Is it a security risk for your php database data to be accessed through a browser?

I just had an argument with a colleague. My index.php contains my mysql connection as well as hostname, username, password and database. He claims this is a safety thread as there is a possibility that the php parser could fail, causing the web server to return the entire file in plain text. However, I believe that if the php parser fails, the web server will present the users with an internal server error.

Can anyone confirm if this is or is not a security risk?



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5 answers

The short answer is no.

The long answer is yes, but only if:

  • your server has been hacked, in which case people reading your php files are the least of your worries.
  • you misconfigured your server to parse .php files and plain text, which would be very silly.

Also, if you are using some kind of version control software, make sure your .hg or .svn or any other folders cannot be viewed from a web browser. You will be surprised how often this happens.


I would tend to go with some of the suggestions here already, which is what I do in my day-to-day development. Have a config.php file outside of your website root folder and include it in your index.php. This way you know for sure that it will never be viewable. By the way, I have been developing in PHP for several years and have never tolerated the parser in a way that resulted in the raw PHP being displayed to the end user.


If your colleague cites parsing errors when he says the PHP parser is "not working" and then in a live environment, you should still turn off error reporting.



Any result is possible. The usual course of action is to use require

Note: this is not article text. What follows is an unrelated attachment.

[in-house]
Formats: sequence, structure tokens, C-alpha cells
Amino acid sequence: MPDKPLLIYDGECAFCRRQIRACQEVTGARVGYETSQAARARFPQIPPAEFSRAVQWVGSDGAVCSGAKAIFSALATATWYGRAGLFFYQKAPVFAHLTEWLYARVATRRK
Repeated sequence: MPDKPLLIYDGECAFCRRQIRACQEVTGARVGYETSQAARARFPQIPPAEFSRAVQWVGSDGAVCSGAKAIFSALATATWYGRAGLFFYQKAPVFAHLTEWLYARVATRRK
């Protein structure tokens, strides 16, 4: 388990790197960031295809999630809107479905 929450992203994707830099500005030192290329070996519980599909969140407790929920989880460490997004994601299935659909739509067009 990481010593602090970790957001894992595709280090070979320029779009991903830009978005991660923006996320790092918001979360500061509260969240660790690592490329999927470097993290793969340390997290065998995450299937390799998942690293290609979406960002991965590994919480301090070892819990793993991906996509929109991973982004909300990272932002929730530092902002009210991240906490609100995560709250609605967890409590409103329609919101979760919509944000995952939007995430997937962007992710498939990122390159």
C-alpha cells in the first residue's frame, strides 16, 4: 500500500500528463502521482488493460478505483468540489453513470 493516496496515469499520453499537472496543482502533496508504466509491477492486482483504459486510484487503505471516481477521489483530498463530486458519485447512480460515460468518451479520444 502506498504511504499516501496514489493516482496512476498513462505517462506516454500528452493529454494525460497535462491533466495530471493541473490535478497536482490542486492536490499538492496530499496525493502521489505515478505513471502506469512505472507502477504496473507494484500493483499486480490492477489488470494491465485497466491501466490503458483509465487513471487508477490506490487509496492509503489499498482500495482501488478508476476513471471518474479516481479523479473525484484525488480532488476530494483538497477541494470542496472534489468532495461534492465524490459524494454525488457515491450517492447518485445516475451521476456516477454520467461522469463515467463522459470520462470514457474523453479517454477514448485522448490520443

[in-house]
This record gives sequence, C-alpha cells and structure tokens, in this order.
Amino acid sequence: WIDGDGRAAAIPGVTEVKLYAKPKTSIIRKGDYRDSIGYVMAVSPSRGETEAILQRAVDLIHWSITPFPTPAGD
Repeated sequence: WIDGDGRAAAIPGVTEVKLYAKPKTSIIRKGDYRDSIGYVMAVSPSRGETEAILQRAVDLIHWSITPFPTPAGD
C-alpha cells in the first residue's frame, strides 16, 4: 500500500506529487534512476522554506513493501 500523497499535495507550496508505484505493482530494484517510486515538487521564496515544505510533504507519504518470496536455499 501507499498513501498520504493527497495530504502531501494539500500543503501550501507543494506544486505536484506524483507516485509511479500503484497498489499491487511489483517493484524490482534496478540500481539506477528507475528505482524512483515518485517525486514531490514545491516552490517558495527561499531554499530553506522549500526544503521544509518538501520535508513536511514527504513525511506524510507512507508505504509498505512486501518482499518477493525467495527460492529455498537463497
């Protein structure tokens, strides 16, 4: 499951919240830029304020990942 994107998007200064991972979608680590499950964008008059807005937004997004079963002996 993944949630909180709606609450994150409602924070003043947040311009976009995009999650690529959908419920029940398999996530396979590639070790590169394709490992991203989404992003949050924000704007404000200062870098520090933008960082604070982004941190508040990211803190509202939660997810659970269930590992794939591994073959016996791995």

to add a separate file containing your db credentials. This file must be outside of the web server's file tree, so it cannot be reached through a browser.



I am convinced that you can never be too safe. Which is easier, replacing thousands, perhaps millions of entries, if a hacker gets your dB information, a security breach that you will need to explain to your users (and possibly their lawyers depending on the content and violation) or put your information in a separate password protected folder and including information on pages that you need to connect?

For me, the choice is simple.



Your colleague is correct, but this is unlikely to happen. The .php file will only be returned as plain text, or as download if PHP stalled on the host.

To be more secure, use the include () path to the database credentials in the new folder. In this folder there is a .htaccess file with "deny from all".

This way, even if PHP stops working on the server, Apache will still work and secure all files, including the database credentials. Even if apache stops working, the entire web server will be down and your credentials will still be secure.




Personally, I would put parameters in a config file outside of the web tree and, after uploading, remove FTP access from that directory. It's not just a matter of whether the PHP parser crashes and pushes the file as plain text, but if there is a vulnerability on the FTP server that has compromised that file, it is possible to access both FTP and HTTP.

As long as Apache / PHP is running as a separate FTP user, you can still require

create a config file from PHP.



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